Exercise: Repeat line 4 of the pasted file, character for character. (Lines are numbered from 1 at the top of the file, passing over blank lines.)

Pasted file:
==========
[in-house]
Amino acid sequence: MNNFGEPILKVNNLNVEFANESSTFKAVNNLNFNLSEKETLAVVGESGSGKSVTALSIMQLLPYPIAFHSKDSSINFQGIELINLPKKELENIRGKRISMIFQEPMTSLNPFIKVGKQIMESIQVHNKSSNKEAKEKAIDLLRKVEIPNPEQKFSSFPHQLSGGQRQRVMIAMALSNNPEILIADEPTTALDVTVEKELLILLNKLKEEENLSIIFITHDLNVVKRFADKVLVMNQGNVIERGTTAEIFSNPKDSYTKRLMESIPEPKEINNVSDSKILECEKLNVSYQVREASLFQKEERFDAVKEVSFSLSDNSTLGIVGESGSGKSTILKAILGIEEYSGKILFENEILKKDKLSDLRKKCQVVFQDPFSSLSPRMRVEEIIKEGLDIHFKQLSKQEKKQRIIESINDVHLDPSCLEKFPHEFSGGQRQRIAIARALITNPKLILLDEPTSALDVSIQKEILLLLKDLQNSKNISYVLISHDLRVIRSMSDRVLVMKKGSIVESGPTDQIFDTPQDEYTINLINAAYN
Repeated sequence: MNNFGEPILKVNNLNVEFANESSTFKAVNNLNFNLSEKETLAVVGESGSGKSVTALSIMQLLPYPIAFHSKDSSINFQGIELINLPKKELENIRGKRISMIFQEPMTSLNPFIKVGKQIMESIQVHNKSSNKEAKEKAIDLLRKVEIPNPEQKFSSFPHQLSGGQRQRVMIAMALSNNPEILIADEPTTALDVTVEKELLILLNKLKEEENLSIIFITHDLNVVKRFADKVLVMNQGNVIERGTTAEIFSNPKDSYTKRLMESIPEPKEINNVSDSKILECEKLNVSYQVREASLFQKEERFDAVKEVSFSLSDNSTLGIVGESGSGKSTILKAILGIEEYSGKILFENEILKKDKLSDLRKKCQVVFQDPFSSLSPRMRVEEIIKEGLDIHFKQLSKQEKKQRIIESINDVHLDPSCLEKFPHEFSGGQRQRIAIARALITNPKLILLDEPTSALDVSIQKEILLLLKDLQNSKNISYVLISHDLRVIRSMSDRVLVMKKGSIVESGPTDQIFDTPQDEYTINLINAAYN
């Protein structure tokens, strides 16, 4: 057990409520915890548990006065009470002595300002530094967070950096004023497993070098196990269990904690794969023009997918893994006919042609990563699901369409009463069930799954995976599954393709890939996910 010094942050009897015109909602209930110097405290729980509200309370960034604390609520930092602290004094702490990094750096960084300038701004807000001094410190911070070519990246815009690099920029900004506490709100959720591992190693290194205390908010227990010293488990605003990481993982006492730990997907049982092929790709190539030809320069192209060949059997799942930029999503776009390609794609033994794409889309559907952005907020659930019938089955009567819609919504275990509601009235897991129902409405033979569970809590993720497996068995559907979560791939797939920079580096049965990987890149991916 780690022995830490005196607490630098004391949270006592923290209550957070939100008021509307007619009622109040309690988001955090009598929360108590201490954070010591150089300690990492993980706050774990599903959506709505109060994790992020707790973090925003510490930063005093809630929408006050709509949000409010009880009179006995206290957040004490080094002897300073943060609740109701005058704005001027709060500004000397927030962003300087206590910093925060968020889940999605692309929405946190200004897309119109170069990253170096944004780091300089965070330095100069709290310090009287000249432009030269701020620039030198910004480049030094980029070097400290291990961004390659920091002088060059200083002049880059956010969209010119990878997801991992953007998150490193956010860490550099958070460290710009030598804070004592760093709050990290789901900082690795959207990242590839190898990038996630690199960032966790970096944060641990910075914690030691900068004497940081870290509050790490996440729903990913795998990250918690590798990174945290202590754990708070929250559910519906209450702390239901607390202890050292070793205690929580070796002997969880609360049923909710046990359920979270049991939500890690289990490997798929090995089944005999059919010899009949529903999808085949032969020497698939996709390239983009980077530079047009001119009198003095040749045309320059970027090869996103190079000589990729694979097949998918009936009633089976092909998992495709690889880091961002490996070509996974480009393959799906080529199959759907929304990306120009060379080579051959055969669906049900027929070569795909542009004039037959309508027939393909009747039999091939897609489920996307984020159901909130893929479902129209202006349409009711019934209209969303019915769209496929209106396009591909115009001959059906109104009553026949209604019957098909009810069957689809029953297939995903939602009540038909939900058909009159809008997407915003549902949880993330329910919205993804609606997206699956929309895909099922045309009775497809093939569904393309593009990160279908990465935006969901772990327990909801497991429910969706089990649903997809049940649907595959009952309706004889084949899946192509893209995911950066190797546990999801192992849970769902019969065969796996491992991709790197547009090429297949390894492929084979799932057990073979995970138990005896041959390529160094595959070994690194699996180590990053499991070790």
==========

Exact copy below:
């Protein structure tokens, strides 16, 4: 057990409520915890548990006065009470002595300002530094967070950096004023497993070098196990269990904690794969023009997918893994006919042609990563699901369409009463069930799954995976599954393709890939996910 010094942050009897015109909602209930110097405290729980509200309370960034604390609520930092602290004094702490990094750096960084300038701004807000001094410190911070070519990246815009690099920029900004506490709100959720591992190693290194205390908010227990010293488990605003990481993982006492730990997907049982092929790709190539030809320069192209060949059997799942930029999503776009390609794609033994794409889309559907952005907020659930019938089955009567819609919504275990509601009235897991129902409405033979569970809590993720497996068995559907979560791939797939920079580096049965990987890149991916 780690022995830490005196607490630098004391949270006592923290209550957070939100008021509307007619009622109040309690988001955090009598929360108590201490954070010591150089300690990492993980706050774990599903959506709505109060994790992020707790973090925003510490930063005093809630929408006050709509949000409010009880009179006995206290957040004490080094002897300073943060609740109701005058704005001027709060500004000397927030962003300087206590910093925060968020889940999605692309929405946190200004897309119109170069990253170096944004780091300089965070330095100069709290310090009287000249432009030269701020620039030198910004480049030094980029070097400290291990961004390659920091002088060059200083002049880059956010969209010119990878997801991992953007998150490193956010860490550099958070460290710009030598804070004592760093709050990290789901900082690795959207990242590839190898990038996630690199960032966790970096944060641990910075914690030691900068004497940081870290509050790490996440729903990913795998990250918690590798990174945290202590754990708070929250559910519906209450702390239901607390202890050292070793205690929580070796002997969880609360049923909710046990359920979270049991939500890690289990490997798929090995089944005999059919010899009949529903999808085949032969020497698939996709390239983009980077530079047009001119009198003095040749045309320059970027090869996103190079000589990729694979097949998918009936009633089976092909998992495709690889880091961002490996070509996974480009393959799906080529199959759907929304990306120009060379080579051959055969669906049900027929070569795909542009004039037959309508027939393909009747039999091939897609489920996307984020159901909130893929479902129209202006349409009711019934209209969303019915769209496929209106396009591909115009001959059906109104009553026949209604019957098909009810069957689809029953297939995903939602009540038909939900058909009159809008997407915003549902949880993330329910919205993804609606997206699956929309895909099922045309009775497809093939569904393309593009990160279908990465935006969901772990327990909801497991429910969706089990649903997809049940649907595959009952309706004889084949899946192509893209995911950066190797546990999801192992849970769902019969065969796996491992991709790197547009090429297949390894492929084979799932057990073979995970138990005896041959390529160094595959070994690194699996180590990053499991070790």